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H0W DEEP IS YOUR RUT? - coming to terms with reality

No matter how much you like your job, there may come a time when ding! Shock horror. You realise you’re IN-A-RUT.

The pay is okay, you like your colleagues, and there’s even a possible promotion in the next round of reviews. Yet, though you’ve not reached your mid-life crisis, you don’t feel the same get-up-and-go.

You’ve always taken for granted that your job is exciting and worth getting up for in the morning. Now you’re not sure.

There’s an entirely crazy YouTube you watched a while back in which this maniac jumps out of bed yelling something like, “Hooray, it’s wonderful Monday, can’t wait to go to work today and is filmed rushing there at hyper speed.

Now it doesn’t seem so funny. You could do with a bit of that energy and enthusiasm right now. So, what’s gone wrong?

There are many reasons why you could feel in a rut. Perhaps you’ve been doing the same thing over and over. It felt good once, but now it’s like tarnished brass. Or maybe there’s vague talk about recession, inflation, or even redundancies affecting your morale.

What all this adds up to is fear. Fear that demanding change may get you fired. Or a worry that you could undermine your success trajectory by wanting something different at work. But if you do make waves, you could be seen as disruptive. It may seem more sensible to keep your head down.

It’s time to draw on your natural resilience and decide to change things. When you’re in a career rut, you feel dull and unproductive. You feel like you’re not growing or progressing. Disbelief in yourself and other opportunities can contribute to the inability to move forward.

Your first step is to come to terms with reality. Can you honestly confirm that you are, without a doubt, in the dreaded rut? You are indeed down there, if

• You’re being underpaid for what you do

• There’s no longer any passion for what you’re doing

• You don’t feel challenged in your current role

• Opportunities for growth have receded

• Despite promises of a raise and promotion, it never seems to happen

• You’ve been vaguely looking around for a new job and even had a few interviews, but nothing gets to the offer phase

Next, start listing what’s keeping you from climbing out of this rut. How about those objections you keep coming up with? Your mind is telling you to stay safe. The result? Hello, rut.

Now write down a list of every reason you can think of stopping you from climbing out of the rut. Put down anything that might be getting in the way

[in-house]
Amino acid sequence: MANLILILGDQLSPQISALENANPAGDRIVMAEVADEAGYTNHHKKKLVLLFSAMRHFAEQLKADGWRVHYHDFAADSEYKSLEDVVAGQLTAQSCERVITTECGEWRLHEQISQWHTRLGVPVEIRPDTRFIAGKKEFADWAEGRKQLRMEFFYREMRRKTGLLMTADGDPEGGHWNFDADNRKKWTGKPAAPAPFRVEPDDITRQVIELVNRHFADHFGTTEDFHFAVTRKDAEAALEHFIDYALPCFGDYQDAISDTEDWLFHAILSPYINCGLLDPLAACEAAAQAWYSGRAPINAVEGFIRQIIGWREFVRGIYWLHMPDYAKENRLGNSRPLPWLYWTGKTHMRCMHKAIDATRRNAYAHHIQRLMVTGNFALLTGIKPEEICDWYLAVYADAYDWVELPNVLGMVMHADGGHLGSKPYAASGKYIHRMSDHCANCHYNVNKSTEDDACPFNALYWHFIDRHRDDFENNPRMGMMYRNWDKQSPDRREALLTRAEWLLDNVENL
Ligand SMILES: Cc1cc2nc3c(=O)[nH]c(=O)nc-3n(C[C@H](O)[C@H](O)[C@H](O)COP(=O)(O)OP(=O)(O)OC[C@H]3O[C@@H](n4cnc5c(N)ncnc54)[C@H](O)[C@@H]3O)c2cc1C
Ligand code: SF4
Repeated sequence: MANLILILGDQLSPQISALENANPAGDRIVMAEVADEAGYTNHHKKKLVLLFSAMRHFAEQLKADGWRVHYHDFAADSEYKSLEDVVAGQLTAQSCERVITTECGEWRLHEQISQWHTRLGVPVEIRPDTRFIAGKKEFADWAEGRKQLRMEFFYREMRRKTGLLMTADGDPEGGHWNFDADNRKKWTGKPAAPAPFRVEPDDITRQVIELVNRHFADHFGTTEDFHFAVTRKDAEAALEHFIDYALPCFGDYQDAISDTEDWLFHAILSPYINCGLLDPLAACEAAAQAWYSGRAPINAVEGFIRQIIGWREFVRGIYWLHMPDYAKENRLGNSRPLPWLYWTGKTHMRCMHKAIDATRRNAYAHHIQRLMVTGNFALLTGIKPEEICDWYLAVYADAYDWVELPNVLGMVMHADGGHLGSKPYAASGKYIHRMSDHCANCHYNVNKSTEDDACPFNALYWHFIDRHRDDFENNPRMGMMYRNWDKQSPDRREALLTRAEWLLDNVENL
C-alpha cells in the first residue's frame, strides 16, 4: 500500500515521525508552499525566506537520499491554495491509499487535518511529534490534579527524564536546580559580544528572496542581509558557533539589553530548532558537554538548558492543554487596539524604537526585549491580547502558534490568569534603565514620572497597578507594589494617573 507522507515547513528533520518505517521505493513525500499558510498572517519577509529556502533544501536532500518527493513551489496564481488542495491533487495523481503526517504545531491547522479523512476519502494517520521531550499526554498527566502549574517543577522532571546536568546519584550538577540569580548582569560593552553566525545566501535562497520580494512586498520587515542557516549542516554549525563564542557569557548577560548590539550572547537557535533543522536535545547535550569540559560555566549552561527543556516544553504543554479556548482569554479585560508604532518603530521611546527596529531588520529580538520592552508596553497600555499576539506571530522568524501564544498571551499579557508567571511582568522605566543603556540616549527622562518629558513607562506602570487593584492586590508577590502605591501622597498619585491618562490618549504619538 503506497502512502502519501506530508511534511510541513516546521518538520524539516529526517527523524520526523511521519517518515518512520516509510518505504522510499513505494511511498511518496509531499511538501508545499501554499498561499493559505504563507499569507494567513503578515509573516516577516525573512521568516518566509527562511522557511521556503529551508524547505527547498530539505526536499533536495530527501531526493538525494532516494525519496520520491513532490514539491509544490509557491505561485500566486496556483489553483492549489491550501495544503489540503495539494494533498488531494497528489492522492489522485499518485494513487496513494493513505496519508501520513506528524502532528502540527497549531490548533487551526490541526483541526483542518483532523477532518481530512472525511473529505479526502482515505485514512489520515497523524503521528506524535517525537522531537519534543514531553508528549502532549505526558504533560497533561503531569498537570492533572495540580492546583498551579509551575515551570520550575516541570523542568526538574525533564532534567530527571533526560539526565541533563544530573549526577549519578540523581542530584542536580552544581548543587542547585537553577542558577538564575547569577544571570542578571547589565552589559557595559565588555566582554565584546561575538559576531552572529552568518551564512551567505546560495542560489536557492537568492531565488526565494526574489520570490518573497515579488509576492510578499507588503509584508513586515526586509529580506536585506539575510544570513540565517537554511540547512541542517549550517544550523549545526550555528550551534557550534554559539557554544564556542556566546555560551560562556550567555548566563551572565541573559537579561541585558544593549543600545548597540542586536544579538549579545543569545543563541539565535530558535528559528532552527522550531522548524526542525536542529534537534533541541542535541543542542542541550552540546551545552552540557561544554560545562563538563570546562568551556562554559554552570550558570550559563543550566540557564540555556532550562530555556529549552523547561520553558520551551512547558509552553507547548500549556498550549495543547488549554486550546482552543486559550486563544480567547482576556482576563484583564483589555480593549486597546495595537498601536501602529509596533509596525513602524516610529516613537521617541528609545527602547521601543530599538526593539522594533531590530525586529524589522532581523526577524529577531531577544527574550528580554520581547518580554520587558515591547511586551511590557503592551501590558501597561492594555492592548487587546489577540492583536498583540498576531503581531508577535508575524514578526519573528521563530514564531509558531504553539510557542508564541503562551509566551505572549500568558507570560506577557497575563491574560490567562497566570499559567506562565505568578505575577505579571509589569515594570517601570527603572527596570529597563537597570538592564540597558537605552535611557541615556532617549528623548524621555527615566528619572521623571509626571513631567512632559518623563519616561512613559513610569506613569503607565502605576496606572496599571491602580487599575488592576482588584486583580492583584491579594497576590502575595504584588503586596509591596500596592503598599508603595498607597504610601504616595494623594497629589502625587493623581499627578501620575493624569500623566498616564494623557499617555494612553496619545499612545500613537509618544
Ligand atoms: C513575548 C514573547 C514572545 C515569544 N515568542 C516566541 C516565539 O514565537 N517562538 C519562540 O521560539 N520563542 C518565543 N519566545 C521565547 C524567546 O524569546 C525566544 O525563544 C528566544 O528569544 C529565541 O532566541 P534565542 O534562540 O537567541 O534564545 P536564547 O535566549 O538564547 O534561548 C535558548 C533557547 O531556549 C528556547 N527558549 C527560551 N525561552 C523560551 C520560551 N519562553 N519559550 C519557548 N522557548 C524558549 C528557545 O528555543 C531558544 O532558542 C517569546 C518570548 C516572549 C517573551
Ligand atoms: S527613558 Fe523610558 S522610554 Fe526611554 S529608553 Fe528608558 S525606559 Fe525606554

• Not enough experience

• By boss is kind but useless

• My education or certifications are not good enough

• When opportunities arise, I can’t sell myself to other people

• I’m poor at being interviewed

• I hate networking

• My resume’s a mess, and I can’t face re-doing it

• I should have gone to a different school/college/university

• I’m just not good, smart, or … [fill in the blank]

Having listed these, do not take them as given. Challenge each one as to whether it represents reality.

The third step to de-rut yourself is putting yourself into a positive mindset. OK, easier said than done. But like every other human being, you have built-in adaptability. Use this by exploring:

• What sort of things might I do to get out of this rut?

• I know about change; does this apply to my rut?

• What experience and skills do I have that could move me out of this situation?

• What have I learned so far in my career to climb out of this rut?

• Is there someone I can connect with who might help me?

• Am I missing vital signs such as lack of sleep, not enough exercise, lack of social contacts, or a recent change in my physical health

Lastly, get specific about what needs to change. If you’re bored with monotonous tasks and don’t have enough input into the outcome, you may be craving more creative control or responsibility.

Put everything that is missing in two groups.

This first group is your “wants”—things you’d like to see change, like a pay rise or a different assignment.

The second is your “Needs” that must change to justify staying in your job. Like not being able to work from home or more clarity about when you can expect that promotion your boss promised six months ago.

Once you’ve prioritised your wants and needs, you’ve readied yourself to make the ask, and now it’s time to make your move.


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